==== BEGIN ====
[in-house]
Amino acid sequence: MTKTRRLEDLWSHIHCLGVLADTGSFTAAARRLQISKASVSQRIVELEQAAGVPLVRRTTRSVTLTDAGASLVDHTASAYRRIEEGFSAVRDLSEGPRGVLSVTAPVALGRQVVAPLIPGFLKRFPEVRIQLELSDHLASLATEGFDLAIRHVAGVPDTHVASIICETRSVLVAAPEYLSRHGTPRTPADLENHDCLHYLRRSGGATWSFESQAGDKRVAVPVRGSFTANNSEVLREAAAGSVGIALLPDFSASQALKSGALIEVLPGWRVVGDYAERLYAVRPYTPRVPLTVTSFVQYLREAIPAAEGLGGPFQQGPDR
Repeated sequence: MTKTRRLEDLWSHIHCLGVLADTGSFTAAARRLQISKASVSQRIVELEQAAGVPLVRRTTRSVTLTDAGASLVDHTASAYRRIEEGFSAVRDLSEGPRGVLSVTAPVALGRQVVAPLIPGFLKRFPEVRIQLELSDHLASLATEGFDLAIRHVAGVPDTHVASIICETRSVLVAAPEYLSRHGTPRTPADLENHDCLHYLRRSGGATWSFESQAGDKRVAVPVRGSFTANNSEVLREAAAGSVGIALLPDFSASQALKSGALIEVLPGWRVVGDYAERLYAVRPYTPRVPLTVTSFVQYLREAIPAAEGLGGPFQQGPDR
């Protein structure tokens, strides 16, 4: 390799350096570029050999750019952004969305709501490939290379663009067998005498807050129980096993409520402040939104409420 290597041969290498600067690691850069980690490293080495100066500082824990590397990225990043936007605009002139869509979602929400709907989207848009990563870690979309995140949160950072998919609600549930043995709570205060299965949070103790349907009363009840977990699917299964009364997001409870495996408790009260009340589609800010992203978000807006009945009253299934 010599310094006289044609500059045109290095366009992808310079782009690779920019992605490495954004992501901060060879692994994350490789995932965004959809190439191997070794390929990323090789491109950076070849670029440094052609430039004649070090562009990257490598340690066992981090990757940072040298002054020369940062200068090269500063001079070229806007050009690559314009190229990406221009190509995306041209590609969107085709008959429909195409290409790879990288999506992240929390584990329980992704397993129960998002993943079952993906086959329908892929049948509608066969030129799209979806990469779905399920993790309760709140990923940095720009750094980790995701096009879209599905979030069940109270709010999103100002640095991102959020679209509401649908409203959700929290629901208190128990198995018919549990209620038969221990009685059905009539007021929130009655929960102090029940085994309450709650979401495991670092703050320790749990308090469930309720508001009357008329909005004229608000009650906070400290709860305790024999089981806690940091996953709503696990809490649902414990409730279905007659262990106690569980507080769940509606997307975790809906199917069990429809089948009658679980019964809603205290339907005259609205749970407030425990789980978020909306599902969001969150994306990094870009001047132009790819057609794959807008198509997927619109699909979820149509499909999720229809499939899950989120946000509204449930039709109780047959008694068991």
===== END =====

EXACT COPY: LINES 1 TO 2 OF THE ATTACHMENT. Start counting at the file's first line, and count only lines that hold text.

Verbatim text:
[in-house]
Amino acid sequence: MTKTRRLEDLWSHIHCLGVLADTGSFTAAARRLQISKASVSQRIVELEQAAGVPLVRRTTRSVTLTDAGASLVDHTASAYRRIEEGFSAVRDLSEGPRGVLSVTAPVALGRQVVAPLIPGFLKRFPEVRIQLELSDHLASLATEGFDLAIRHVAGVPDTHVASIICETRSVLVAAPEYLSRHGTPRTPADLENHDCLHYLRRSGGATWSFESQAGDKRVAVPVRGSFTANNSEVLREAAAGSVGIALLPDFSASQALKSGALIEVLPGWRVVGDYAERLYAVRPYTPRVPLTVTSFVQYLREAIPAAEGLGGPFQQGPDR